Spiritual Fitness

1 Timothy 4:7c-8

Go into training in godliness! Physical exercise, you see, has a limited usefulness, but godliness is useful in every way. It carries the promise of life both now and in the future.

To be physically fit, you need to do some sort of exercise-type activity with your body. You also need to eat foods that are nutrient-dense, whole, and good for your body to use as fuel for functioning optimally.

To be spiritually fit, the same principles apply. You must train or exercise, and you will need to ingest that which is wholesome and good for the spirit.

Feeding upon political rants on social media is like the nastiest of hormone and antibiotic injected, GMO infested fast food.

Ingesting Scripture and nature and prayer and silence and encouraging talk with positive people is like the most natural and healthy of foods straight from an organic farm. These are examples of high quality fuel for your spirit to burn for energy. The highest grade fuel is of course God’s grace—a simple reliance on this jet fuel is your best option for spiritual energy—humble dependance and trust in God, God’s grace, God’s goodness and solid character. To trust that the One who is ultimately good is ultimately in control.

Sitting around, neglecting to take on the action of spiritual disciplines in order to grow will, much like neglecting physical activity, eventually cause you to become spiritually flabby, unable to handle even minor bumps in the road.

I am reminded of a Sunday School song we sang as kids:

“Read your Bible, pray every day and you’ll grow, grow, grow…Neglect your Bible, forget to pray and you’ll shrink, shrink, shrink.”

A simple song, yet conveys a profound principle.

Are you growing or shrinking?

Helpful Hint: If you do not have a set time and place for exercise, be it physical or spiritual, it is extremely unlikely that you will reap the benefits of any consistency whatsoever.

Developing the Film of Your Life

We often talk about processing our experiences. Or processing our pain.

Do we know what we mean by this?

To process something is to develop it, we might say. Like in the olden days of going to get your film developed. For you young’ns out there, you’d have to take the canister of film out of the camera and then to a “fotomat” to drop off for developing.

Now we don’t want to just take a bunch of pictures and never develop the film, for then we would not be able to see and admire the photographs of the images we set out to capture. They’ll just sit in the dark, in that little canister. (Like snapping thousands of digital pix today with your phone, never to be taken in or actually observed)

Along these lines, we don’t want to simply take on experience after experience, information on top of information, not really processing any of it. We can become spiritually bloated, unable to digest the ridiculous amount of stimuli we’ve ingested.

But when you’ve processed your day, or “developed” it, you can then truly see it, learn from it, admire it, or make realistic plans to change course where needed and act differently next time.

Our experiences, what we take in, are like snapping pictures—either digitally to be viewed later, or more descriptively, captured to negatives for later processing.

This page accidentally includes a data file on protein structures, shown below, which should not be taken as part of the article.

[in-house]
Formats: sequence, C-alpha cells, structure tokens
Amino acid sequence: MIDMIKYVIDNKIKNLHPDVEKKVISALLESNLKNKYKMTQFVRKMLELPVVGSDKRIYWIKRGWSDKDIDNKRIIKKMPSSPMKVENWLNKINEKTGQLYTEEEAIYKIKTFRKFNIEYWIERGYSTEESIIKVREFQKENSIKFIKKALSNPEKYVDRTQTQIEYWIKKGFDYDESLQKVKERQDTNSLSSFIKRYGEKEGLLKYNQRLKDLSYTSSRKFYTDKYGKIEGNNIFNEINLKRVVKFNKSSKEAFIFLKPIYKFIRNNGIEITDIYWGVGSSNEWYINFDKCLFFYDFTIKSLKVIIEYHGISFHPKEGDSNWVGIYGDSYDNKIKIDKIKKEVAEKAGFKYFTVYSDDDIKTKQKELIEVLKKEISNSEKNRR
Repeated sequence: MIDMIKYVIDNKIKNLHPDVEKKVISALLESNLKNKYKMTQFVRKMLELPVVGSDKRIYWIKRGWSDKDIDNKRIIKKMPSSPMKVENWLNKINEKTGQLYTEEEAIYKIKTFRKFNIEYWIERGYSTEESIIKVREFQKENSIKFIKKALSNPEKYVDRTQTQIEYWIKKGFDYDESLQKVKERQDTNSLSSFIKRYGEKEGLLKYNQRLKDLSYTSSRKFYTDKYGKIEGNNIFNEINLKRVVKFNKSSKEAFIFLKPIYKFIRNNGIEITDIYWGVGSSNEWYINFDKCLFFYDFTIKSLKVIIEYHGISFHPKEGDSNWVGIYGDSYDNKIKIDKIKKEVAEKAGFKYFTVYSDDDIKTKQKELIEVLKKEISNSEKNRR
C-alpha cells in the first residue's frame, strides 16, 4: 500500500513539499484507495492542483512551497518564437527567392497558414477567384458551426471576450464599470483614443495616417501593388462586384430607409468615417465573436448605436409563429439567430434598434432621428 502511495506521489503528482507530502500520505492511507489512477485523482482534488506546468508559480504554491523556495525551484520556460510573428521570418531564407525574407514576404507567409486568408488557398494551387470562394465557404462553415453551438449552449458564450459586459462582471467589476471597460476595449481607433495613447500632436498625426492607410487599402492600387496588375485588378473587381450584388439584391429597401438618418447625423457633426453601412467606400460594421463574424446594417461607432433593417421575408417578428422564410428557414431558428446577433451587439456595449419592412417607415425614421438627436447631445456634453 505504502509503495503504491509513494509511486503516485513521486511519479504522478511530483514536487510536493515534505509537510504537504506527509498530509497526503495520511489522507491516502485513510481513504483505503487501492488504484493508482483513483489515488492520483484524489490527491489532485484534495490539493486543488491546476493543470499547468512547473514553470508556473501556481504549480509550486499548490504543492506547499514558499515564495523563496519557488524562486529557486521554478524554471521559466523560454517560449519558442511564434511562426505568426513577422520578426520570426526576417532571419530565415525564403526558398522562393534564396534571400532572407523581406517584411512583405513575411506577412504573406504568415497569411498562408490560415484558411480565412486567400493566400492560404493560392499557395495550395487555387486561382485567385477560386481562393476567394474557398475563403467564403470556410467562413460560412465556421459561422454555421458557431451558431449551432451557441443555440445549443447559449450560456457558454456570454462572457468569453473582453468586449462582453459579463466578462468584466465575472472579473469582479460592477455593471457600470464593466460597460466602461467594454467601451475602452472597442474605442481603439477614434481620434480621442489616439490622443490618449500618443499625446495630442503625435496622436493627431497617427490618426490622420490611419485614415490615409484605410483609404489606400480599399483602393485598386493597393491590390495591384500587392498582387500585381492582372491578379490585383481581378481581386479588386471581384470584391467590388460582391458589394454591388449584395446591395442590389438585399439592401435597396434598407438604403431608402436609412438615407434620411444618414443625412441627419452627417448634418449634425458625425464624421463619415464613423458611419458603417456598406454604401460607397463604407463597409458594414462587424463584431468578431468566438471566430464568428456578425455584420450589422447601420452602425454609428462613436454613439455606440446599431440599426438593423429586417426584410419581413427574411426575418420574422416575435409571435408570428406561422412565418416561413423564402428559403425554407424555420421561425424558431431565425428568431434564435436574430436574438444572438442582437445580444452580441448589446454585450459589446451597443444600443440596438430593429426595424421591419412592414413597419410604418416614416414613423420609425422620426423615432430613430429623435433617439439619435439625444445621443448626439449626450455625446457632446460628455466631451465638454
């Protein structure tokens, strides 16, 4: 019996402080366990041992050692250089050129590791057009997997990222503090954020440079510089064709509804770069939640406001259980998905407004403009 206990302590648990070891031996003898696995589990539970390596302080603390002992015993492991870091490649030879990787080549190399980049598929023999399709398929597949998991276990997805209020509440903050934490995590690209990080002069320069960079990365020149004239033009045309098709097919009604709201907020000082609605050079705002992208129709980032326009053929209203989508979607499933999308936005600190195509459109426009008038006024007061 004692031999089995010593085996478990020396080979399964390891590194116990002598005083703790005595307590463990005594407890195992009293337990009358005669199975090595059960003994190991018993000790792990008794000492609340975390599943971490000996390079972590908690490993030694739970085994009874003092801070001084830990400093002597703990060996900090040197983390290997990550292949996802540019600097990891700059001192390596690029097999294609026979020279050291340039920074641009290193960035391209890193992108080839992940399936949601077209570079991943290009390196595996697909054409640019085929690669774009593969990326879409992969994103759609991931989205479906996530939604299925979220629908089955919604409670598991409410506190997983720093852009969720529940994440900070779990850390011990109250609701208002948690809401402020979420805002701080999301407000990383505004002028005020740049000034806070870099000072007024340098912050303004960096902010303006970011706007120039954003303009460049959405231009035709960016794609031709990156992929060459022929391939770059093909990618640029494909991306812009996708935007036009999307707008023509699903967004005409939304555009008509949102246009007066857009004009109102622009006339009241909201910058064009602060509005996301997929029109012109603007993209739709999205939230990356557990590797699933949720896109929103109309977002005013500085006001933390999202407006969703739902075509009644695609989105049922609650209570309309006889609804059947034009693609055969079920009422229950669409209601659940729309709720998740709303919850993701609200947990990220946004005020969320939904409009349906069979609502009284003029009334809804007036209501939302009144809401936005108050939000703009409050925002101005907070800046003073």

At the end of each day or experience, it’s very helpful to go over the events and process/develop them by simply soaking in them for a while. Think of those red rooms like you’ve seen in movies where you must soak the paper in that solution for the image to appear. You soak in your experiences, and they start to develop into a form which can actually be observed.

We can then properly give thanks for them, ask forgiveness where needed, allow joyful experiences to transform us more into unconditional love machines; or perhaps sit with pain in a way in which we are not merely hurt by it, but learn from it, transcend it, and become better because of it. And this because we have walked through it to the other side.

But without developing, we cannot see or process accurately. As has been said, if we do not transform our pain, we will surely transmit it.

Without the stillness of focused attention, it is very unlikely you will grow and mature as a human being. You won’t develop because you don’t process your experiences…you don’t develop the film of your life so that you can actually observe it and see what is really going on.

Like that descriptive visual of red room developing, it is quite efficacious to soak our experiences of the day in the solution of our open, listening mind for review and reflection. My wife tells me that for the first stage of that kind of film developing, the room must be completely dark. If that door opens during this critical time, development cannot happen. I see this as being free of outside voices in order to authentically process. Only you can process your life, and it can’t be effectively done with distractions, with the door wide open to so many opinions and “shoulds”. *

Perhaps the red light could represent the Holy Spirit, illuminating just what she would have us see. Being still, away from the noise of the world, reflecting on life with the Holy Spirit, is one of the healthiest ways we can spend our time, in my opinion. For this is how we process experience, grow as a person, and develop the film of our life in order to observe it accurately, and move forward, toward God.

*There is of course a need for wise council in our lives, but I do not see that as the same as processing as I’m using it here.